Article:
As the VPs wrote in the introductory post, the Netflix TechBlog stayed true to its goal, “We’ll share our perspectives, decisions and challenges regarding the software we build and use to create the Netflix service.” A lot of the blog posts are simple documentation of the thought process behind a project. Whether it’s lessons learned from successes or failures, how you make decisions, or explaining the role of a team and its members, it’s all material. You can write sequels to popular posts (e.g., post, sequel).
It would be interesting to see what posts its legal and communications team vetted, and the criteria they use to determine things. But then again, knowing Netflix, perhaps each individual reviewer is trusted to use their judgment. Since Netflix is a public company, I’m sure this is an important part of the process.
There are a lot of things to consider when starting a team blog. Perhaps leadership needs further buy-in to the blog, perhaps people need greater incentives (Shopify was considering paying its employees to write blog posts), perhaps the culture needs greater transparency. It can get complicated, fast!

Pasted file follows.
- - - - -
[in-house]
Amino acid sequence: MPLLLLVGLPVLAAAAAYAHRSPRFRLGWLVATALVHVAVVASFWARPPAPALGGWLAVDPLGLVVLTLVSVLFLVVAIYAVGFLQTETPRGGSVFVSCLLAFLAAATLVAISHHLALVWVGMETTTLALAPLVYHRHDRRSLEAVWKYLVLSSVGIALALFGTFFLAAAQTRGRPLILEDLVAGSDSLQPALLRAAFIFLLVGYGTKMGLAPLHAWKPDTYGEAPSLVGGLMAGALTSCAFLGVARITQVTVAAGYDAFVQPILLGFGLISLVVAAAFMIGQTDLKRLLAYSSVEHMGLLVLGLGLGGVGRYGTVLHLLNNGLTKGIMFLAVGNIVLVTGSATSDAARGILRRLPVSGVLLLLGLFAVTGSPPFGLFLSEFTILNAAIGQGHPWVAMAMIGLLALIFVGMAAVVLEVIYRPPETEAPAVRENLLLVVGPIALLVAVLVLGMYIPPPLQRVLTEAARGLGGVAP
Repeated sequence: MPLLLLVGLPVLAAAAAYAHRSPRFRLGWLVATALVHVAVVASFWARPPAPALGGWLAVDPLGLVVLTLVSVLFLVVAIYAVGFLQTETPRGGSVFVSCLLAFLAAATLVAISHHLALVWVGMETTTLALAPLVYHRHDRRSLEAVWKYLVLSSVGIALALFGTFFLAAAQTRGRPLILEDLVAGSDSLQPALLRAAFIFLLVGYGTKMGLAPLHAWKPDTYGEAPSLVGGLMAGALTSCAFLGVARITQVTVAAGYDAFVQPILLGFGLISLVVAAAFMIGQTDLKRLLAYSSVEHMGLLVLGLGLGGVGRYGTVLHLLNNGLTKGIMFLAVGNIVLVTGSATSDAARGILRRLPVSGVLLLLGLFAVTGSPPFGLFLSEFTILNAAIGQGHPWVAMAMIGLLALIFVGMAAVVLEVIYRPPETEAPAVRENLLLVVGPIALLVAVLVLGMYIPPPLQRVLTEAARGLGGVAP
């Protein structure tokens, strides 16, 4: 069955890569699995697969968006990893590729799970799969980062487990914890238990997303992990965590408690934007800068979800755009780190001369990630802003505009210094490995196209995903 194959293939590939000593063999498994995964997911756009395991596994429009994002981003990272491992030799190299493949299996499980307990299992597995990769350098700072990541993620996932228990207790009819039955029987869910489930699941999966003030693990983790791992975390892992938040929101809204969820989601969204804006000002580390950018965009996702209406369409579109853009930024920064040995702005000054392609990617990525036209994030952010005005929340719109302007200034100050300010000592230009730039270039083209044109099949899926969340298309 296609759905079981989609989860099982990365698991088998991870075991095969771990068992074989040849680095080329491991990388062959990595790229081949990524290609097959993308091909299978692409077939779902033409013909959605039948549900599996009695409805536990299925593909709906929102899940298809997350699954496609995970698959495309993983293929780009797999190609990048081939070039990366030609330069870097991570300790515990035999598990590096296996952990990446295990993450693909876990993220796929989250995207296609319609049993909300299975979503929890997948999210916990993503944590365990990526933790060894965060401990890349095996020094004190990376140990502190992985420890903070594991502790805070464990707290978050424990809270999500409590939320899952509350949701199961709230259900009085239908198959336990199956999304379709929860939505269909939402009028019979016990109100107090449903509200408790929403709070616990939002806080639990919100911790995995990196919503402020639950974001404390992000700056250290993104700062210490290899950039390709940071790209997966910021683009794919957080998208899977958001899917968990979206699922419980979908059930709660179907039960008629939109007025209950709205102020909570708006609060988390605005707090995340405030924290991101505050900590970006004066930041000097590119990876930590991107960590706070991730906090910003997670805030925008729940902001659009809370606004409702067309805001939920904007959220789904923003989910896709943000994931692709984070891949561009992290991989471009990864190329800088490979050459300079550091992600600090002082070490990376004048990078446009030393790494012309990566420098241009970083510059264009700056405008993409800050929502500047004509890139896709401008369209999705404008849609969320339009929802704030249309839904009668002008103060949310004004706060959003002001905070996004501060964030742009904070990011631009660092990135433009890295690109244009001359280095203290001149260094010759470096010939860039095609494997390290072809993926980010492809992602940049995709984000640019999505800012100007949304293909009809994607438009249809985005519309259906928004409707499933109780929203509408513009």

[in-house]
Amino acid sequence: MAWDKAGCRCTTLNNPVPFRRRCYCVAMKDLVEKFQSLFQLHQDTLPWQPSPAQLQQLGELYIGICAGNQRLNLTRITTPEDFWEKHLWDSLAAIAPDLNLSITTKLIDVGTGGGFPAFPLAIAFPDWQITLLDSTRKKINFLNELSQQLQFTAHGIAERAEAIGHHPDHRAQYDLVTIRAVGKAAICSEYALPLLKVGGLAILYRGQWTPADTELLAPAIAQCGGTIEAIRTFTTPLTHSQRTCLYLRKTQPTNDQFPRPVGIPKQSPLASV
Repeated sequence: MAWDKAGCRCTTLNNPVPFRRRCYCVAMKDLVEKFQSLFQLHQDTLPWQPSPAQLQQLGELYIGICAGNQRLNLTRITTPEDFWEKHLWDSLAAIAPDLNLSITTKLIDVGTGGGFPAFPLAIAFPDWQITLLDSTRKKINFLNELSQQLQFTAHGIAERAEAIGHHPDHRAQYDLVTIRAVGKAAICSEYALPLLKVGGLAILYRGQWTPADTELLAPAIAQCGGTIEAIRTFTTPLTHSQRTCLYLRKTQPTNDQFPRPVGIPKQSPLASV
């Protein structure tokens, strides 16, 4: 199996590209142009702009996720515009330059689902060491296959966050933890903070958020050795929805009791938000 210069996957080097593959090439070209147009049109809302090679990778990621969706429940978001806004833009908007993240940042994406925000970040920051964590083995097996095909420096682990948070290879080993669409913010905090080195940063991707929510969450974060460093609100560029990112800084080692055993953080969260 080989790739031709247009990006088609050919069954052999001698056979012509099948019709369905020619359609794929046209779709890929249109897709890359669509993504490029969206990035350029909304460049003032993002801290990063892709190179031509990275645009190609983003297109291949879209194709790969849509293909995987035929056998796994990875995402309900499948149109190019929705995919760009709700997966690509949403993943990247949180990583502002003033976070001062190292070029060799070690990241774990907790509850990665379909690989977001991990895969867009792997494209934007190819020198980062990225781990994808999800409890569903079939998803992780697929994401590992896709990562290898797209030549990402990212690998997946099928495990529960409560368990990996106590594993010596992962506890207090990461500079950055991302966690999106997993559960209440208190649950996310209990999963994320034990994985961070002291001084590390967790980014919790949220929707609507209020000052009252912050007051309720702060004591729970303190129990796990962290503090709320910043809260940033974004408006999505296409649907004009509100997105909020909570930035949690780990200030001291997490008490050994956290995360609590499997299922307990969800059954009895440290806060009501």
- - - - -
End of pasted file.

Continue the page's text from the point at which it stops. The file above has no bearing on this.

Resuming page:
Starting and maintaining consistency is the key, which can best be done by setting incentives and building writing—and supporting recruiting—into the culture. If you have any questions or need guidance, feel free to respond to this piece, or contact me here. My studio has consulted with teams at Shopify and Flipp to start their blogs, and we could support you as well.